END:CIV | ‘Sneak Preview’ Doc Film Screening | November 15, 2010
1:00pm @ UVic First Peoples House | FREE
On Monday, November 15th UVic will host a free “sneak preview” screening of END:CIV — a new documentary film by Franklin Lopez of Submedia.tv. The film “examines our culture’s addiction to systematic violence and environmental exploitation, and probes the resulting epidemic of poisoned landscapes and shell-shocked nations. Based in part on Endgame, the best-selling book by Derrick Jensen, END:CIV asks: “If your homeland was invaded by aliens who cut down the forests, poisoned the water and air, and contaminated the food supply, would you resist?”
END:CIV includes interviews with Paul Watson, Waziyatawin, Gord Hill, Michael Becker, Peter Gelderloos, Lierre Keith, James Howard Kunstler, Stephanie McMillan, Qwatsinas, Rod Coronado, John Zerzan and more.
More Indigenous-centred events are happening at the University of Victoria than ever before. Following Waziyatawin‘s talk November 2nd on Indigenous Peoples and Global Collapse, there will be two other notable events this month that will be well worth attending.
An Evening with Derrick Jensen | November 17, 2010
7:30pm @ UVic MacLaurin A144 | FREE
On Tuesday, November 17, 2010, the University of Victoria will host a free talk with acclaimed author and activist Derrick Jensen. The talk is being presented by UVic’s Indigenous Governance program and Social Justice Studies.
Jensen is the author of 15 books, including Endgame, What We Leave Behind, A Language Older Than Words, The Culture of Make Believe, and Listening to the Land. He was one of two finalists for the 2003 J. Anthony Lukas Book Prize, which cited The Culture of Make Believe as “a passionate and provocative meditation on the nexus of racism, genocide, environmental destruction and corporate malfeasance, where civilization meets its discontents.” He is a revolutionary activist who has been hailed as the “philosopher poet of the environmental movement”.
But what does he have to say about Indigenous issues and struggles? Is his writing and activism relevant to Indigenous Peoples? Should we be listening to him? Come see what all the hype is about. There will be a Q & A after the talk, so you’ll have the chance to weigh in.
Waziyatawin, an incredible Dakota scholar, activist and Indigenous Governance professor, will be speaking at the University of Victoria on Tuesday, November 2, 2010. The talk is being presented as part of the UVic Native Students Union Speaker Series and will be held from 11:30am – 1:30pm in the First Peoples House Ceremonial Hall at UVic. The presentation will be tailored for an Indigenous audience. The event is free and no registration is required.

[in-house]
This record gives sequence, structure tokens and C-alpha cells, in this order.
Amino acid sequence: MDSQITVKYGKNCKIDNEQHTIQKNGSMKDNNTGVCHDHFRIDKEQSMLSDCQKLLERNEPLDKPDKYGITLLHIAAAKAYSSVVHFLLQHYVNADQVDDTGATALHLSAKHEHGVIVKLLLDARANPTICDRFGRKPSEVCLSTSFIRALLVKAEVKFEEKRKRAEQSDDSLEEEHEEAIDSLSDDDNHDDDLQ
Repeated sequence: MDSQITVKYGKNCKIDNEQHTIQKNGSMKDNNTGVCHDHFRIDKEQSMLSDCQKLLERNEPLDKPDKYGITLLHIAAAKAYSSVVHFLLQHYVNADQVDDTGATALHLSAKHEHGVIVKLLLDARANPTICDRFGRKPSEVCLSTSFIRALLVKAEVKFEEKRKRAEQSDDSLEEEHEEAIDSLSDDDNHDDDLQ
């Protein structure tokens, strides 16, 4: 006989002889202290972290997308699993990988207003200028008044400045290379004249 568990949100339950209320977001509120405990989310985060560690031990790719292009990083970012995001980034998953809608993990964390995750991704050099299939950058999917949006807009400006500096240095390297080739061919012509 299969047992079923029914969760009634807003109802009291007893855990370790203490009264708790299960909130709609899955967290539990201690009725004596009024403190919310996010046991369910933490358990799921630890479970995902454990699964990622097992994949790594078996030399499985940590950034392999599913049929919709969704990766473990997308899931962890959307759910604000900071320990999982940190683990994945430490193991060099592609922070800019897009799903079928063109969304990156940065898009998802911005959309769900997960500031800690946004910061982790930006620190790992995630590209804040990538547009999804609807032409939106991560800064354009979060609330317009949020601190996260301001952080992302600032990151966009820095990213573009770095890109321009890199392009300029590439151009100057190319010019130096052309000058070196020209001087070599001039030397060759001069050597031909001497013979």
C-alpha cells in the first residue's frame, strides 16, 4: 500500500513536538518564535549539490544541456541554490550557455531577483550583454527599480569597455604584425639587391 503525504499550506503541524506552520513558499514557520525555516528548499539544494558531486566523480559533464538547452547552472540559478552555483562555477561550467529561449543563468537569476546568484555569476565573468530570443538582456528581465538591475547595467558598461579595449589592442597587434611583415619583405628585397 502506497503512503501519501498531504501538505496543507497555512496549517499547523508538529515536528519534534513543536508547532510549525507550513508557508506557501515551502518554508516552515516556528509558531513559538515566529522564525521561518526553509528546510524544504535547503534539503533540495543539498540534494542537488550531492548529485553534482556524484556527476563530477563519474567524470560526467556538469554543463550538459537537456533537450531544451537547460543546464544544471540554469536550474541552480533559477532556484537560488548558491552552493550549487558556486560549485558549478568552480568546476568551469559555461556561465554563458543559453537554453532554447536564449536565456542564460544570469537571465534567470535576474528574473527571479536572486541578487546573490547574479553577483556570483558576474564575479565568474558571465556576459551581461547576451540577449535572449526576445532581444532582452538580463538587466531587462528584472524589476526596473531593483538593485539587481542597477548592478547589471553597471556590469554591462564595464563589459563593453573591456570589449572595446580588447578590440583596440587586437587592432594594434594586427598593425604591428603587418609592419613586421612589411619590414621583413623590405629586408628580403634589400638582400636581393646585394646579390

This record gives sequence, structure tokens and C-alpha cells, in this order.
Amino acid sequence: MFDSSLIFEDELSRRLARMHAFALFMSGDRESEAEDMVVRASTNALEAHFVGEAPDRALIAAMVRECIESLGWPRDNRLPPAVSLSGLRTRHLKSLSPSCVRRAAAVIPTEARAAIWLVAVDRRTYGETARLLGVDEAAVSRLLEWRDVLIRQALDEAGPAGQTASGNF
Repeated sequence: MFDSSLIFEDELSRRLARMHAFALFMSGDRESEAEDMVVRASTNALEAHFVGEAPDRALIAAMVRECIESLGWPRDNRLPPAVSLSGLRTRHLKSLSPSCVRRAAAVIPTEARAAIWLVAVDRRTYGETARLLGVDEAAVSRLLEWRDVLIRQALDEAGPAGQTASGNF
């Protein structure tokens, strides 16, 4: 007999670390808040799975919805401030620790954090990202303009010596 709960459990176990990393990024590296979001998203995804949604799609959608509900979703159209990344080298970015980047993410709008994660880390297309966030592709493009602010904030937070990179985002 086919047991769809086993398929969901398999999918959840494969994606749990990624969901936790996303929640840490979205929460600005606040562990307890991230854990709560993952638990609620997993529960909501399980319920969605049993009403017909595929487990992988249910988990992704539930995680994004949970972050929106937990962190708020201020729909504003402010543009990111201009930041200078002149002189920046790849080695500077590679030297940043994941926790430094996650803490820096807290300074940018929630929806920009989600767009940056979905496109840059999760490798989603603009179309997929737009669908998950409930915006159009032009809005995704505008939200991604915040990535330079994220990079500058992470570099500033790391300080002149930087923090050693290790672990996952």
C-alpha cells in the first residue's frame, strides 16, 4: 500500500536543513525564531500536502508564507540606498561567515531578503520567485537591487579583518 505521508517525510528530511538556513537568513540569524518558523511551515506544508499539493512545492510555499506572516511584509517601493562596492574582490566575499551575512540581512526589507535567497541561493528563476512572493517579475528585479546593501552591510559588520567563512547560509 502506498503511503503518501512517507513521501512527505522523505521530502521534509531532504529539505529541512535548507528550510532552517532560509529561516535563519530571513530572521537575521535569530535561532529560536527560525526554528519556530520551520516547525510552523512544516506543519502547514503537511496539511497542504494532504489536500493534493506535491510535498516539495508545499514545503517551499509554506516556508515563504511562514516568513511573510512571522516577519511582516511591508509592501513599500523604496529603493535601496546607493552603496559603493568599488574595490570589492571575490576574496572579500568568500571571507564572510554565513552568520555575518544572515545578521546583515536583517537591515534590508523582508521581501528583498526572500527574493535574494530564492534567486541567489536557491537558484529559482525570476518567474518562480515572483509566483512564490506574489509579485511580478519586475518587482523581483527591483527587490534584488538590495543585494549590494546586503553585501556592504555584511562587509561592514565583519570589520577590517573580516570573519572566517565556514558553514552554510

Waziyatawin’s recent work builds on her own research and writing, as well as existing literature on peak oil and the impending collapse of Western Civilization, as framed by Derrick Jensen (Endgame) and the END:CIV project.
To my Indigenous brothers and sisters: if you haven’t yet had the chance to hear Waziyatawin speak, I urge you to come out and listen. She will rock your world, shatter your assumptions about peak oil, and compel you to take action to defend yourself, your people, and your homeland!
Indigenous Governance will also be hosting Endgame: An Evening with Derrick Jensen at UVic on November 17th.
Show and Prove: The Tensions, Contradictions, and Possibilities of Hip Hop Studies in Practice: a two-day event featuring panels, films and discussions featuring new work in the “burgeoning field of Hip Hop Studies”. The event is free and open to the public, and will contain many thought-provoking talks by scholars, authors and participants in hip hop music and the study of hip hop culture. The symposium was held September 18-19, 2010 @ NYU.
I was offline all summer and missed this completely, but I would love to hear more about it. If you attended or know more about it please drop me some comments or hit me w/ email.
Hip-Hop scholarship is advancing at a rapid rate — and I’m glad to see that there are now quality investigations into its possibilities and limitations as an area of academic interest. As an ambivalent academic and passionate rap addict, I’m immersed in the paradoxical pursuit of hip-hop praxis within the world of graduate studies and there are indeed many tensions as well as exciting areas of opportunity. So I hope there are more opportunities like Show & Prove to bring together scholars, artists, activists, and community members to dialogue and exchange ideas about where hip-hop is headed and how the work we do up in the Ivory Tower can remain relevant to the streets — wherever and however you live.
Christopher Wallace (May 21, 1972 – March 9, 1997) aka Biggie Smalls aka the Notorious B.I.G.
Rest in peace to one of hip-hop’s finest.